Prosecutor General (PG) Muhthaz Muhsin has withdrawn disobedience to order charges against Home Minister Umar Naseer.
Muhsin had raised charges against Naseer in April for violating Article 8 (a) of the General Laws Act of 1968 when he called on anti-government protesters in January 2012 to storm the military headquarters with 50 ladders.
The clause prohibits speech or writing contravening Islamic tenets.
If found guilty, Naseer would have faced imprisonment, banishment, or house arrest not exceeding six months or a fine not exceeding MVR150 (US$10).
PG Office Spokesperson Adam Arif said charges had been withdrawn in August for further review, and stressed that the PG is authorised to withdraw charges at any point until a sentence is issued. The moves comes after concluding statements had been delivered at the Criminal Court.
Opposition Maldivian Democratic Party MP Imthiyaz Fahmy said the move “is yet another act by a PG backed by the government to deliberately show the people that the government enjoys complete impunity.”
The decision appears to reflect a thawing of a tense relationship between Naseer and President Abdulla Yameen.
Naseer was summoned to court during the acrimonious dissolution of a coalition agreement between Naseer’s Jumhooree Party (JP) and the ruling Progressive Party of the Maldives (PPM).
Four ministers had been appointed to the cabinet on JP slots, but following the split two defected and a further minister was dismissed. Naseer now remains as the sole JP minister in the cabinet.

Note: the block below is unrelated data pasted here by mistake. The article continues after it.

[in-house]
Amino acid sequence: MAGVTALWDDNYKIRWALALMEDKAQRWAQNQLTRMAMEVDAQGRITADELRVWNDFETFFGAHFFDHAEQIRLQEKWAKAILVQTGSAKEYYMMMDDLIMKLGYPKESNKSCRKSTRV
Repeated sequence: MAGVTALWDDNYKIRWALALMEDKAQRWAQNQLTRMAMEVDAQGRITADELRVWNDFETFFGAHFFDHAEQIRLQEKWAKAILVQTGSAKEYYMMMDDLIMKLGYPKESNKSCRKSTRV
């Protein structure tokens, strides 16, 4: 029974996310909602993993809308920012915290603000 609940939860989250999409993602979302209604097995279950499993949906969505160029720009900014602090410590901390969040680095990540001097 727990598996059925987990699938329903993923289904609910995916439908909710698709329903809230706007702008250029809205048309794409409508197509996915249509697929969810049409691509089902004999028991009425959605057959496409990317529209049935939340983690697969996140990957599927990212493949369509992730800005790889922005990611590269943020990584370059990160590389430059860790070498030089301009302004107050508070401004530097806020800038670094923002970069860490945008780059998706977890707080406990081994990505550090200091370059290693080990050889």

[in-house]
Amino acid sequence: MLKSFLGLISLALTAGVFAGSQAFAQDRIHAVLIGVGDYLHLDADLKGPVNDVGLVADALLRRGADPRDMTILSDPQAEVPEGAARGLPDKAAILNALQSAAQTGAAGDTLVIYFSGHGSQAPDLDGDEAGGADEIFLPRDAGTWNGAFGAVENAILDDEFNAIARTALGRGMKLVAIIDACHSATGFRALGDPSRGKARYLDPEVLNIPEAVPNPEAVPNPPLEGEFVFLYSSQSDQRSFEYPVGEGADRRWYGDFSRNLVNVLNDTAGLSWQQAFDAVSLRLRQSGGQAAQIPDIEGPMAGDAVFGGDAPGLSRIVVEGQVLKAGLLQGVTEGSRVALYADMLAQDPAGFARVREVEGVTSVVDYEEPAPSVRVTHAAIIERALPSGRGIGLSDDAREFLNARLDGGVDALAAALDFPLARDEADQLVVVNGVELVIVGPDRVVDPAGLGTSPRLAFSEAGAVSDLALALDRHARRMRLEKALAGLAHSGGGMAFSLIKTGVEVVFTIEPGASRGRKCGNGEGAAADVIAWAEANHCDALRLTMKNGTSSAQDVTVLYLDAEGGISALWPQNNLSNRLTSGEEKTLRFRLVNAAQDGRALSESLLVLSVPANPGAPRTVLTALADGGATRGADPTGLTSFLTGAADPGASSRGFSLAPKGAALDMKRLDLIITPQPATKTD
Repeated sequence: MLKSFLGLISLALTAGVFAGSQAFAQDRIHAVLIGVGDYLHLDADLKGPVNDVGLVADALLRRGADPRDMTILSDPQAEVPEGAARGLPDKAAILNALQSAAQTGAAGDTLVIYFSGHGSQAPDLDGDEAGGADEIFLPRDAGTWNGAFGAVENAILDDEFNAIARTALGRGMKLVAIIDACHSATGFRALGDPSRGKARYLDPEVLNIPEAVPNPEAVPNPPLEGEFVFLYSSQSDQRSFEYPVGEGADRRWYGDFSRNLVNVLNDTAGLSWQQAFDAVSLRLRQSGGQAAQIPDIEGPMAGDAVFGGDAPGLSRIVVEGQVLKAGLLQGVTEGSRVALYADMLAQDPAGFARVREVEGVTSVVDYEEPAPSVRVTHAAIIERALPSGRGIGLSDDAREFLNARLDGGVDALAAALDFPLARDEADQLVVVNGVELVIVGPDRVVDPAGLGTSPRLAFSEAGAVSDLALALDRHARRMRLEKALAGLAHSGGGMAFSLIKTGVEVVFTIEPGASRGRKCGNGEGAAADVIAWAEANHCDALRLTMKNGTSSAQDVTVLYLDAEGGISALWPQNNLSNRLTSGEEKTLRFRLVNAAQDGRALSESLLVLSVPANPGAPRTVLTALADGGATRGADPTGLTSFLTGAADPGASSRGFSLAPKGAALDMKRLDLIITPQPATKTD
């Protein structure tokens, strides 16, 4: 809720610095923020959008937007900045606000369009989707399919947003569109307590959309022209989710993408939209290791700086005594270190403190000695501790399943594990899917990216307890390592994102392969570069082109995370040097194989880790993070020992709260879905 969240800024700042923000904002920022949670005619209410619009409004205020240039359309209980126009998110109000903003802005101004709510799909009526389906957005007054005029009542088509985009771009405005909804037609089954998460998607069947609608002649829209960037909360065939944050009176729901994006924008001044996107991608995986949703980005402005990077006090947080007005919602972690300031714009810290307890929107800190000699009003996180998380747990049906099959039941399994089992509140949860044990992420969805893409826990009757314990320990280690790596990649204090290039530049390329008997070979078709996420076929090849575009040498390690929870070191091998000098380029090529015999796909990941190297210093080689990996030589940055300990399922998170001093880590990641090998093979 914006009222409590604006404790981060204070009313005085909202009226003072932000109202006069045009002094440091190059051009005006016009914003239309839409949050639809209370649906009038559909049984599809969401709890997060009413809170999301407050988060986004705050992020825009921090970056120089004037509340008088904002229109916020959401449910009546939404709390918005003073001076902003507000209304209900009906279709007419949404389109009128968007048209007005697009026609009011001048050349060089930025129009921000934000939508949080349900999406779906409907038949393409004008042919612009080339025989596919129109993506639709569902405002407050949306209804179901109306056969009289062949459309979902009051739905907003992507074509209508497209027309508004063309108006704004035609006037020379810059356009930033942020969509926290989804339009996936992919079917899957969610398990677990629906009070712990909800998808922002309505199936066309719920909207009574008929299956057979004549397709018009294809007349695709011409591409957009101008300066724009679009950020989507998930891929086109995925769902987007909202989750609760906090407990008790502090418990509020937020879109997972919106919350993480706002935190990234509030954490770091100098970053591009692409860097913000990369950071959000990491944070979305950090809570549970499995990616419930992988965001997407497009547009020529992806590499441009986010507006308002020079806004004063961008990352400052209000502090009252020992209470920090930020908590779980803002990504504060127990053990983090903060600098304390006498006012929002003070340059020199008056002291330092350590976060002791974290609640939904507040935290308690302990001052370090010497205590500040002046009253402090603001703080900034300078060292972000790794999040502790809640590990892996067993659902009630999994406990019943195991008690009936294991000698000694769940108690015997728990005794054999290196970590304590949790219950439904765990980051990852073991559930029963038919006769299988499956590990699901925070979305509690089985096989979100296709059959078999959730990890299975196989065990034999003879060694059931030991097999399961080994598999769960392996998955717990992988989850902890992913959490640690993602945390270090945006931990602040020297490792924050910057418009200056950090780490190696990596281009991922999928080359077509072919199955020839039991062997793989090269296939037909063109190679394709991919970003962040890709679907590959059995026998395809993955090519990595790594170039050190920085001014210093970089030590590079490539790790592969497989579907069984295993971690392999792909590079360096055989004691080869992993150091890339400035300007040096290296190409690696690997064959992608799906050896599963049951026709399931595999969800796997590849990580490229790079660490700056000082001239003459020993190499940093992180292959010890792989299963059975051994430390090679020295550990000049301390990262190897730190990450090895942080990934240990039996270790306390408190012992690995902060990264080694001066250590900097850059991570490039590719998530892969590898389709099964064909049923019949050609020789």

Naseer initially joined the JP after he lost the PPM primaries to Yameen in 2013. Following this defeat, he publicly alleged widespread vote rigging and accused Yameen of illicit connections with gangs and the illegal drug trade.
Naseer also implicated Yameen in MP Dr Afrasheem Ali’s death, claiming he had witnessed a meeting between Yameen and an individual who was under investigation for Afrasheem’s brutal death.
Naseer has since retracted his statement under oath during a Majlis sitting.
In August, Yameen also reduced the home minister’s powers after Naseer allegedly ordered police officers to investigate Minister of Tourism Ahmed Adeeb – the PPM deputy leader – for alleged unlawful activities.
Criminal Court Chief Judge Abdulla Mohamed took over the case mid-way through the trial from Judge Abdulla Didi, after Naseer requested a change of judge folowing Didi’s refusal to accept a procedural point raised by Naseer.
The police, however, made no move to arrest the minister on his return to the Maldives, and Naseer arrived at the court on June 17 with a bodyguard escort.
Naseer had initially refused to cooperate with the trial, claiming clause Article 8 (a) contradicted the freedom of expression guaranteed by the constitution.
Related to this story